For France, it’s their first away game of the tournament – it’ll be a huge test but why wouldn’t they be up for it? Don’t rule them out just yet, this team is galvanized. Dupont and Ntamack have been sublime – and long may it continue. Vakatawa returns from injury and Vincent keeps his place in the centres, meaning Fickou moves to the wing.

Here’s what to look out for this weekend.

Wales v France

Three weeks ago, Wales looked impressive against Italy, even though the scoreline flattered them a bit. Last time out, however, they were outclassed by Ireland in Dublin. It was always going to be a step up and, except from a well-worked try finished by Tomos Williams, they never really looked in it. Ireland were just too fast and too strong on the day. Hadleigh Parkes’ best impression of Stuart Hogg didn’t help either!

Wales now look to bounce back against an unbeaten French side that top the table after their bonus point win over Italy. At home, Wales will fancy their chances; the Millenium has been a fortress over the past few years. They will know Shaun Edwards’ tricks all too well – and will be looking to make in-roads into this French defence.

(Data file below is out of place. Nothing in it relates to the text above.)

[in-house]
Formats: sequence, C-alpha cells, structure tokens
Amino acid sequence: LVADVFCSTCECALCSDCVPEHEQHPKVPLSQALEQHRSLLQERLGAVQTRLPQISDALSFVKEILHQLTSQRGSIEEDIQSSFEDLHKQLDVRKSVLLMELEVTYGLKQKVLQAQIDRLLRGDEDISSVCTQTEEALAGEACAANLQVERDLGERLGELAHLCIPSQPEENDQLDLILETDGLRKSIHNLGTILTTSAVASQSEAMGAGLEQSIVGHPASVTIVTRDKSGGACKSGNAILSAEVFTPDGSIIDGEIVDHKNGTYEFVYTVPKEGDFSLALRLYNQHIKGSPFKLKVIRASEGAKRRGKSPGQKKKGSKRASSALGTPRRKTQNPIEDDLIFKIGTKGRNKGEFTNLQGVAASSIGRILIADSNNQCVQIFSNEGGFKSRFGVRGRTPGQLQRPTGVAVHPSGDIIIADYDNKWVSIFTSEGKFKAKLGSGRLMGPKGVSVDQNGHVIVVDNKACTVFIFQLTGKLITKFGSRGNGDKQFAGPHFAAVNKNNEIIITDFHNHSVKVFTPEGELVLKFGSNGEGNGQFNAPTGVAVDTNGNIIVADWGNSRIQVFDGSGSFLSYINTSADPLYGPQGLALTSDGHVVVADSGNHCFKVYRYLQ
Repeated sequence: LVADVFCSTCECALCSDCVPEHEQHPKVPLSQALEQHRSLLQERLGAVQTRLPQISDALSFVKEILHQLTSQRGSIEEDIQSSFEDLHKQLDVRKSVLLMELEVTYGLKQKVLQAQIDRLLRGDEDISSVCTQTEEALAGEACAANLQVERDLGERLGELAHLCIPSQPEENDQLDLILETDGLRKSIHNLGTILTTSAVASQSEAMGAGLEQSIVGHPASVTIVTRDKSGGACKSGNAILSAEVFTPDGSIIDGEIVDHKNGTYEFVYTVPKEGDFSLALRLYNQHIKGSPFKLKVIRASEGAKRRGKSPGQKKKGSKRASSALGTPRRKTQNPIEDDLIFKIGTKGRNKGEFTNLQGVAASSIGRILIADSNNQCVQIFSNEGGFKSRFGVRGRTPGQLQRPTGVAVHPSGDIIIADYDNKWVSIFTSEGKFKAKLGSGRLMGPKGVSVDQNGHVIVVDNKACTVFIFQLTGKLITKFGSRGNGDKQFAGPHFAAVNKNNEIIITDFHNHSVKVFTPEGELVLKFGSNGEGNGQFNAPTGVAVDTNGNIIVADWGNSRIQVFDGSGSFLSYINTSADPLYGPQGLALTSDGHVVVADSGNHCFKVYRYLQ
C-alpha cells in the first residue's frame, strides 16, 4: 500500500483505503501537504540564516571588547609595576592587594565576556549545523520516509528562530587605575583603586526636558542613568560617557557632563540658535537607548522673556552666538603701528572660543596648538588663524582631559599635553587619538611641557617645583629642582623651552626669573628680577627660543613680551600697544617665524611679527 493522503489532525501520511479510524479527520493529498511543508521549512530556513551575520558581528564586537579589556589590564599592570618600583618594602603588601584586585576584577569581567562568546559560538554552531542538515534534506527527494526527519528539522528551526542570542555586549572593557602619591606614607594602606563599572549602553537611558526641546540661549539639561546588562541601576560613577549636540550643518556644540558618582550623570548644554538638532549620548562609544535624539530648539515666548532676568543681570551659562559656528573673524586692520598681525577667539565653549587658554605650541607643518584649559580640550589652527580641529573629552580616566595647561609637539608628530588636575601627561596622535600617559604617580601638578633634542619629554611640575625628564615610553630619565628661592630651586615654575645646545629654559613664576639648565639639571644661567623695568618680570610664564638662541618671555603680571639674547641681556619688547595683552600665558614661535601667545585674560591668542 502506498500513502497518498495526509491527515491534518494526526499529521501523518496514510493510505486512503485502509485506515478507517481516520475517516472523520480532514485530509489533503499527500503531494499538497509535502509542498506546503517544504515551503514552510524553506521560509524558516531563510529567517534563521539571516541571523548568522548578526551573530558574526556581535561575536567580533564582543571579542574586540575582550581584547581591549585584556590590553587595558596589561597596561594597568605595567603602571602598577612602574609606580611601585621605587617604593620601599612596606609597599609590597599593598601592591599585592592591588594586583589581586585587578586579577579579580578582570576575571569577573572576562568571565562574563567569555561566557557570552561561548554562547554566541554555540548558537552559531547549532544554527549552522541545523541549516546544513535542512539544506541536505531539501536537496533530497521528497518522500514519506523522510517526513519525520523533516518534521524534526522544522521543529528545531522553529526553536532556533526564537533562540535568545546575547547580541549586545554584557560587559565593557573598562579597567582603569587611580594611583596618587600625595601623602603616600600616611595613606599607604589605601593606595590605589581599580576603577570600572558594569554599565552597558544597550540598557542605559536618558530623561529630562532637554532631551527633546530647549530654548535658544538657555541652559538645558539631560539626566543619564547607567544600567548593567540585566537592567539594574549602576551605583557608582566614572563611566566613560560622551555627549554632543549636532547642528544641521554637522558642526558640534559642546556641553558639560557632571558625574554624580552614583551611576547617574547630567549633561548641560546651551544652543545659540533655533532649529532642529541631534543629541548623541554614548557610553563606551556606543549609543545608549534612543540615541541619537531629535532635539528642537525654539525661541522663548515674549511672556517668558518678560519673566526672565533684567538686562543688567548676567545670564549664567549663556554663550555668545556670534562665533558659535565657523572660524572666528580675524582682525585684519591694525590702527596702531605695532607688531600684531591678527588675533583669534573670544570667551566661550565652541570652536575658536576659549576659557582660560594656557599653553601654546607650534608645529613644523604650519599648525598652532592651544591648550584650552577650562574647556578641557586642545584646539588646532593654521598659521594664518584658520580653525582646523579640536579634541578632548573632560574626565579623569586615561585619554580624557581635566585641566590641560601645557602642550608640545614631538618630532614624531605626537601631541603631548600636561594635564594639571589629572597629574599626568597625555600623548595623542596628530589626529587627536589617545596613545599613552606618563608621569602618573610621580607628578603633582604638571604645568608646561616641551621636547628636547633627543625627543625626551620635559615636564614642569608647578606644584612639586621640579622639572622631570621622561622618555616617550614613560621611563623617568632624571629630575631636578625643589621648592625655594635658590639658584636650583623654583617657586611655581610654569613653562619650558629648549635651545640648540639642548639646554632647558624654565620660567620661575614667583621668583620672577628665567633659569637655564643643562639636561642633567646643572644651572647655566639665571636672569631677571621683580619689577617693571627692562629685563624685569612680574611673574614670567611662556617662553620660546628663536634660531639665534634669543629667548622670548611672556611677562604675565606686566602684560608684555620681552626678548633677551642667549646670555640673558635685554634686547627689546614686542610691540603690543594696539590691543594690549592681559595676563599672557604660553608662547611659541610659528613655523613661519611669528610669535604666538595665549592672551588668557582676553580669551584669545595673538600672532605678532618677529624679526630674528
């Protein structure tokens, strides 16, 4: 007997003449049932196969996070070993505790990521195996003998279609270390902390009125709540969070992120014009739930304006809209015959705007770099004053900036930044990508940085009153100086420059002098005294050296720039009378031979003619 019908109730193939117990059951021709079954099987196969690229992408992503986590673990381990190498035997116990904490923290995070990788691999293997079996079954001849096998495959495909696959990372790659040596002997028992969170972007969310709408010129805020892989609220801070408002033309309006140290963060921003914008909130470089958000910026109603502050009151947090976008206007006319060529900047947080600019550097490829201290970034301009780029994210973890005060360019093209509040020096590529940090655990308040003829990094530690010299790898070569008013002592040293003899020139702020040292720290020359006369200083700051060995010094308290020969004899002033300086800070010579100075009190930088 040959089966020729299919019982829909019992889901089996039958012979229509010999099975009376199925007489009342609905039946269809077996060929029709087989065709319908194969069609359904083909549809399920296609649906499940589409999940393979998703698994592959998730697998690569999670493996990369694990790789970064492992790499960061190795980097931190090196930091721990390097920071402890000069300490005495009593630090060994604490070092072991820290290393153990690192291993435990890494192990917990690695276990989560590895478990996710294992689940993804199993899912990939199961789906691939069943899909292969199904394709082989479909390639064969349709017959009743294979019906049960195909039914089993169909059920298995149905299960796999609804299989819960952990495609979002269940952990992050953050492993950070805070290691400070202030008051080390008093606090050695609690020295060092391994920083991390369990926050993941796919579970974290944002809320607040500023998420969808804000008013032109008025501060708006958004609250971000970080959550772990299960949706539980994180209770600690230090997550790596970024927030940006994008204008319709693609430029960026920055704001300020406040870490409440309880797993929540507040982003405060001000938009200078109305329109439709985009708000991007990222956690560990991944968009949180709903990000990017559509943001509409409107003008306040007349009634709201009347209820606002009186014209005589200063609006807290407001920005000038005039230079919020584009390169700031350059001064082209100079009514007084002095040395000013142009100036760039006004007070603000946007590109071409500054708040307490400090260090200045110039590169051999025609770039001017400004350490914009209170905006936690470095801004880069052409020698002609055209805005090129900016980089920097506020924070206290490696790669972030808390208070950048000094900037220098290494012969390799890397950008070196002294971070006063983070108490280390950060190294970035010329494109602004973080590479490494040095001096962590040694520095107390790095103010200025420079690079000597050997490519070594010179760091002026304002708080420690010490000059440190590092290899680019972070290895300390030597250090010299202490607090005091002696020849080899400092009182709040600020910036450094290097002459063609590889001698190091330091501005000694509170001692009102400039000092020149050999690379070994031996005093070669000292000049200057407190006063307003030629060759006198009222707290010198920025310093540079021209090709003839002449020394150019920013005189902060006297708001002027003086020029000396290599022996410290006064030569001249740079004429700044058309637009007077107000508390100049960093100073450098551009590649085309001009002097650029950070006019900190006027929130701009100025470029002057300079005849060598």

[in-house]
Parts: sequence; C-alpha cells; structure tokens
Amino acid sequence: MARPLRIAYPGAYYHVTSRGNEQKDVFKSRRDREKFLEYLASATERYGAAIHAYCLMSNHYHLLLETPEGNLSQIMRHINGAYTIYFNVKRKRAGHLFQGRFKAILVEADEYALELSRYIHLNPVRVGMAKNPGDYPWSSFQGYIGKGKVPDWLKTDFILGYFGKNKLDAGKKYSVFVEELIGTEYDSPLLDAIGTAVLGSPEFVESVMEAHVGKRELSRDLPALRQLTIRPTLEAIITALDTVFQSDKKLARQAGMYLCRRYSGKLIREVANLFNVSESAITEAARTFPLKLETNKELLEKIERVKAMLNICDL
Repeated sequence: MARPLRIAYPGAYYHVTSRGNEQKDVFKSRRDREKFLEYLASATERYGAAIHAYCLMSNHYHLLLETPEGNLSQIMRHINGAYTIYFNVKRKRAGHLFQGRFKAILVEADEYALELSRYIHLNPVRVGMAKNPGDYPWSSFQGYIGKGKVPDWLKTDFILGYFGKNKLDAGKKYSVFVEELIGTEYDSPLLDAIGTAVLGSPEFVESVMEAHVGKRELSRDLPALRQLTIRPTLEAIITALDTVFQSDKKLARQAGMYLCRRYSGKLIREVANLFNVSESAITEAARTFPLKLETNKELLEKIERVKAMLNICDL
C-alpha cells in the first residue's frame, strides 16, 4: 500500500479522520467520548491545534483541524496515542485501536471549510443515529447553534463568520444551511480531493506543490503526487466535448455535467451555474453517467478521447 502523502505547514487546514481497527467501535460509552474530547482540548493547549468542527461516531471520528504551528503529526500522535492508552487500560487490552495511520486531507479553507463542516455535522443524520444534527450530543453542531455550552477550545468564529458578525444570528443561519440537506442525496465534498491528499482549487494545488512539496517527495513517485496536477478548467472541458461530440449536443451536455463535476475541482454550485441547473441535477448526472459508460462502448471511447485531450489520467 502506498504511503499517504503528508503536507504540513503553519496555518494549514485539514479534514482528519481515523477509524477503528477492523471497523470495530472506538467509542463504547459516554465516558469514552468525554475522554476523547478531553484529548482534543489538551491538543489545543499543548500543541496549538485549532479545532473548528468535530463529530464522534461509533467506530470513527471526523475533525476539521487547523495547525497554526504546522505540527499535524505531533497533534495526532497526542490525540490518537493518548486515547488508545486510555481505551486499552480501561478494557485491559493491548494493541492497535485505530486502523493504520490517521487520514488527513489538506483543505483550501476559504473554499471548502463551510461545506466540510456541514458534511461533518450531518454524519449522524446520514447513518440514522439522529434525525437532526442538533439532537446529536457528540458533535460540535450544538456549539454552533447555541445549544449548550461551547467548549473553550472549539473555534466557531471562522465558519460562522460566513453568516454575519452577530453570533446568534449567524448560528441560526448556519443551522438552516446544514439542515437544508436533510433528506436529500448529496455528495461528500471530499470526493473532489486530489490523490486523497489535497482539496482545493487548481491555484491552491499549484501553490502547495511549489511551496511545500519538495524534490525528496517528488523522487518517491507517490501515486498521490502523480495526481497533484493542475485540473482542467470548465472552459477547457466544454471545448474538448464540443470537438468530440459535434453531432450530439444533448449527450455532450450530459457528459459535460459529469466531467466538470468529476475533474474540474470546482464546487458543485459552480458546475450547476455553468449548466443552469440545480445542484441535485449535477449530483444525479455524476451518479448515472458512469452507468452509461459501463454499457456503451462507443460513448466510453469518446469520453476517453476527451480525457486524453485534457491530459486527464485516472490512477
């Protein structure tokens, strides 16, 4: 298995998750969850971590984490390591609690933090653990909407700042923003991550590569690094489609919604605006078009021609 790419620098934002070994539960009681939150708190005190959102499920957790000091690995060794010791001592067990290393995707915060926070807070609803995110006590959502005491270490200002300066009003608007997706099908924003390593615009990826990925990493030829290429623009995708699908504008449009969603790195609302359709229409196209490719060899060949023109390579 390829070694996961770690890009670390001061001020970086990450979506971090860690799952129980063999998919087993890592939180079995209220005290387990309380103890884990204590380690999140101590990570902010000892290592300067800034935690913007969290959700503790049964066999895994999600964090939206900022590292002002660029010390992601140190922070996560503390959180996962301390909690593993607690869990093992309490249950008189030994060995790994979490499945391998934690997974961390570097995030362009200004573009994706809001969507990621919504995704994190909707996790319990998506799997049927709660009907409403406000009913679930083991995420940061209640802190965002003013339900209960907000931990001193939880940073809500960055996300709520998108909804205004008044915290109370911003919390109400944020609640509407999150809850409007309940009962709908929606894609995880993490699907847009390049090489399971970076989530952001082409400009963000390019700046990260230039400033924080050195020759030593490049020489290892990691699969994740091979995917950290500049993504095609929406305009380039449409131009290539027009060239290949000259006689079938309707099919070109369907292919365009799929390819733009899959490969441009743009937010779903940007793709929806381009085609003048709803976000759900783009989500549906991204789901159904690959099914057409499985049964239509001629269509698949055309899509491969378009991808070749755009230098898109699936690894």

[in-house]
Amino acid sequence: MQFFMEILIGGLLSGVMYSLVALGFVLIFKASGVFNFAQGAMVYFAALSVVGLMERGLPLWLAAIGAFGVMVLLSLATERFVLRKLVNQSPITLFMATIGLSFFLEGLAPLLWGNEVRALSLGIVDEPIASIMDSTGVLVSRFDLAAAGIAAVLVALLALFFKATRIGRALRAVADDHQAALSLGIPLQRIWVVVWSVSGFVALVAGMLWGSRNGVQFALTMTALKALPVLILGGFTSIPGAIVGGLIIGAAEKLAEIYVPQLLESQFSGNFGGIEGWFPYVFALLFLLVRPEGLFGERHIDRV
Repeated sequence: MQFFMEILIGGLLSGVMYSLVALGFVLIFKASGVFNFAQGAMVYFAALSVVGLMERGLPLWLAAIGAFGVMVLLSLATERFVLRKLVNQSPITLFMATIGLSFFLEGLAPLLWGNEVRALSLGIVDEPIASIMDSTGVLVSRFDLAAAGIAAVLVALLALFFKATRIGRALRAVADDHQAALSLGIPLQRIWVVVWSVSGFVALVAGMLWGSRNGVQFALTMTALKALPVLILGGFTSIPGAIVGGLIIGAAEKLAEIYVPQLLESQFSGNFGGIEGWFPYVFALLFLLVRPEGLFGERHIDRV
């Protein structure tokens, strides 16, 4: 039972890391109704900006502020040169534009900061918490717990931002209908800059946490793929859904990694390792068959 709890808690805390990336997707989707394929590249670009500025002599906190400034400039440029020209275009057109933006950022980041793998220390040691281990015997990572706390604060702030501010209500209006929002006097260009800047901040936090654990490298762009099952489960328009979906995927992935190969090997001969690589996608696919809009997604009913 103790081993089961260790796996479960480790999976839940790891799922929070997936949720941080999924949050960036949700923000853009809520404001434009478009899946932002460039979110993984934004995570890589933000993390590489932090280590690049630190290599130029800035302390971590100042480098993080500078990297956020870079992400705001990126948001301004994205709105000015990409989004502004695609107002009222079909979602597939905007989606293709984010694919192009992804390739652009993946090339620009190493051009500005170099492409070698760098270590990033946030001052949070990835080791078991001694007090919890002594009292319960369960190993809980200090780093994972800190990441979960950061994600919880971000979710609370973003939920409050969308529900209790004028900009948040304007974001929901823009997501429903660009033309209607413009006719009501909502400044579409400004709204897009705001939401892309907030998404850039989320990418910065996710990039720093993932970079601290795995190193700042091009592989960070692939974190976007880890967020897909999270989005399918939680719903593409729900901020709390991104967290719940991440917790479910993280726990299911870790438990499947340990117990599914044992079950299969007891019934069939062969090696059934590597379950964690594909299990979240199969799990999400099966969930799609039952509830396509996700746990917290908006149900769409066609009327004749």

Two changes for Wales: Ross Moriarty comes in on the blindside, and Gareth Davies starts ahead of Williams at scrum half, who drops to the bench.

For France, it’s their first away game of the tournament – it’ll be a huge test but why wouldn’t they be up for it? Don’t rule them out just yet, this team is galvanized. Dupont and Ntamack have been sublime – and long may it continue. Vakatawa returns from injury and Vincent keeps his place in the centres, meaning Fickou moves to the wing.